United States District Court, S.D. Georgia, Savannah Division
Lovett-McGill moves to dismiss the two-count, misdemeanor DUI
criminal Complaint against her. Doc. 10. It arises from her
encounter with a Fort Stewart Military Police Department
roadblock. She contends that the roadblock violated her
Fourth Amendment rights, thus warranting suppression of all
derived evidence and, in turn, dismissal. Doc. 10 at 2.
Alternatively, she moves to suppress all evidence derived as
fruit from a constitutionally invalid Terry stop.
See Terry v. Ohio, 392 U.S. 1 (1968) (upholding a
brief investigatory stop of an individual on less than
probable cause). Doc. 11 at 4.
gist of defendant's dismissal motion pivots on the
constitutional limits placed on roadblocks. The U.S. Supreme
never approved a checkpoint program whose primary purpose was
to detect evidence of ordinary criminal wrongdoing. Rather,
our checkpoint cases have recognized only limited exceptions
to the general rule that a seizure must be accompanied by
some measure of individualized suspicion. We suggested in
(Delaware v. Prouse, 440 U.S. 648 (1979)] that we
would not credit the "general interest in crime
control" as justification for a regime of suspicionless
stops. 440 U.S. at 659, n. 18. Consistent with this
suggestion, each of the checkpoint programs that we have
approved was designed primarily to serve purposes closely
related to the problems of policing the border or the
necessity of ensuring roadway safety.
City of Indianapolis v. Edmond, 531 U.S. 32, 41-42
(2000) (cite omitted); LaFave, 4 SEARCH & SEIZURE §
9.7(b) (5th ed.).
purposes for roadblocks include "roadway safety"
(license and registration) checks, or an "appropriately
tailored roadblock set up to thwart an imminent terrorist
attack or to catch a dangerous criminal who is likely to flee
by way of a particular route.... While we do not limit the
purposes that may justify a checkpoint program to any rigid
set of categories, we decline to approve a program whose
primary purpose is ultimately indistinguishable from the
general interest in crime control." Edmond, 531
U.S. at 44; see also Michigan Dept. of State
Police v. Sitz, 496 U.S. 444, 455 (1990);
Merrett v. Moore, 58 F.3d 1547, 1550-51
(11th Cir. 1995). In that regard,
[a] roadblock in Georgia is valid when it meets five
requirements: (1) supervisory officers decided where and when
to implement it for a legitimate purpose; (2) all vehicles
were stopped; (3) the delay to motorists was minimal; (4) the
operation was well identified as a police checkpoint; and (5)
the screening officer was competent to determine which
motorists should be given field tests for intoxication.
United States v. Cole, 2010 WL 3210963 at * 7
(N.D.Ga. Aug. 11, 2010) (quoting Coursey v. State,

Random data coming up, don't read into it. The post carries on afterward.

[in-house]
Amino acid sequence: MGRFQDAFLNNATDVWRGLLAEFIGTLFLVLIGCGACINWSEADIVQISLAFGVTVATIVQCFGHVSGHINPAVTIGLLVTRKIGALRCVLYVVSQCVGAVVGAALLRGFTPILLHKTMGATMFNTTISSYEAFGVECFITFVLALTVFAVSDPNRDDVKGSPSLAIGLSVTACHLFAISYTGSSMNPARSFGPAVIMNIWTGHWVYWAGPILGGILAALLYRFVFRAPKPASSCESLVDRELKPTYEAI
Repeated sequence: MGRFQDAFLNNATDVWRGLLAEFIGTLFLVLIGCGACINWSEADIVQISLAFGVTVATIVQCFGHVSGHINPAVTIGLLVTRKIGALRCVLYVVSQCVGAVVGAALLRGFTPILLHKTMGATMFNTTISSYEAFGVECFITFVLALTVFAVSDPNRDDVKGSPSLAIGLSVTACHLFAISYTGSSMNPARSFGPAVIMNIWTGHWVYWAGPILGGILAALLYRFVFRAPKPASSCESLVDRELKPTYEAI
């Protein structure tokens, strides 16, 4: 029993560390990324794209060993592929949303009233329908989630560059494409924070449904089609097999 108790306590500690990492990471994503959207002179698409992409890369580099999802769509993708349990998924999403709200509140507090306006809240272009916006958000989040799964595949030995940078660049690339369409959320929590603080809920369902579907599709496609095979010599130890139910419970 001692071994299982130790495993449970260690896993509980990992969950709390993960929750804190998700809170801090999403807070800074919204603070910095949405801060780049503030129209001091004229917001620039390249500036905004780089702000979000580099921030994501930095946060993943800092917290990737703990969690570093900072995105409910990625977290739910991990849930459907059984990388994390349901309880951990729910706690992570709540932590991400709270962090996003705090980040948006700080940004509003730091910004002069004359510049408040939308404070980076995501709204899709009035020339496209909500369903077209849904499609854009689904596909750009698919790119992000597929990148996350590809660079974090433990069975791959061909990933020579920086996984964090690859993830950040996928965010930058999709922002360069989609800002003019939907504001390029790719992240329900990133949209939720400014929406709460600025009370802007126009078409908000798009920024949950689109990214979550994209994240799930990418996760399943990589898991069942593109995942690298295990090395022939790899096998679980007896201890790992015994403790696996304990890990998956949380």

295 Ga.App. 476, 477 (2009)); accord, Spraggins
v. State, 324 Ga.App. 878, 880 (2013); Evans v.
Jones, 2010 WL 4639260 at * 3 (M.D. Ga. 2010) (the
police "conducted the roadblock in a constitutionally
appropriate manner because all vehicles were stopped, the
delay to motorists was minimal, the roadblock was clearly
identified as such, and the [police] had been adequately
trained to conduct the roadblock[, so] the Plaintiff suffered
no constitutional violation . . . because of the
says the roadblock "implemented by the Ft. Stewart
Military Police Department fails to meet the criteria set
forth above. Specifically, [it] was instituted for general
law enforcement purposes, which has been held
constitutionally impermissible." Doc. 10 at 2. But she
does not cite any factual support; instead, she
baldly claims that the roadblock was constitutionally flawed.
She evidently expects a hearing where the Government must
the Government insists that she has failed to comply with
S.D. Ga. Loc. Cr. R. 12.1 and United States v.
Broadnax, 2016 WL 102197 at *1 (S.D. Ga. Jan. 8, 2016)
("[a]n unacceptable amount of judicial and prosecution
resources are consumed if suppression motions are reached
that fail to comply with S.D. Ga. Loc. Cr. R.
12.1. Enforcement of that Rule spares wasteful
hearings based on supposed if not imagined
Government prevails here. As recently explained:
"'A motion to suppress [hence, a motion to dismiss
based on suppression] must in every critical respect be
sufficiently definite, specific, detailed, and nonconjectural
to enable the Court to conclude that a substantial claim is
presented. ... A court need not act upon general or
conclusory assertions. . . .'" United States v.
Cooper, 203 F.3d 1279, 1284 (11th Cir. 2000) (quoting
United States v. Richardson, 764 F.2d 1514, 1527
(11th Cir. 1985)) (emphasis added). A defendant is not
entitled to a hearing on his suppression motion unless he
"allege[s] facts that, if proved, would require the
grant of relief." Richardson, 764 F.2d at 1527
(emphasis added). It is not sufficient for defendants to
"'promise' to prove at the evidentiary hearing
what they did not specifically allege in their motion to
suppress." Cooper, 203 F.3d at 1285.
United States v. Bostic, 2016 WL 4523832 at * 1
(S.D. Ga. Aug. 29, 2016).
Bostic, the defendant filed a suppression motion but
the only facts he asserted were "that the police
warrantlessly seized him and his vehicle, 'removed'
him from that vehicle, executed the warrantless search of the
vehicle after he was handcuffed and placed in the back of the
patrol car, and then seized the pistol that forms the basis
of his prosecution." Bostic, 2016 WL 4523832 at
*2. "Of course, " this Court concluded,
the mere assertion that police conducted a warrantless
seizure and search of Bostic and his vehicle does not show
that his rights were in any way violated or that he is
entitled to the suppression of evidence. Legions of cases
have upheld warrantless searches and seizures as
"reasonable" within the meaning of the Fourth
Amendment. Simply alleging that a search or seizure was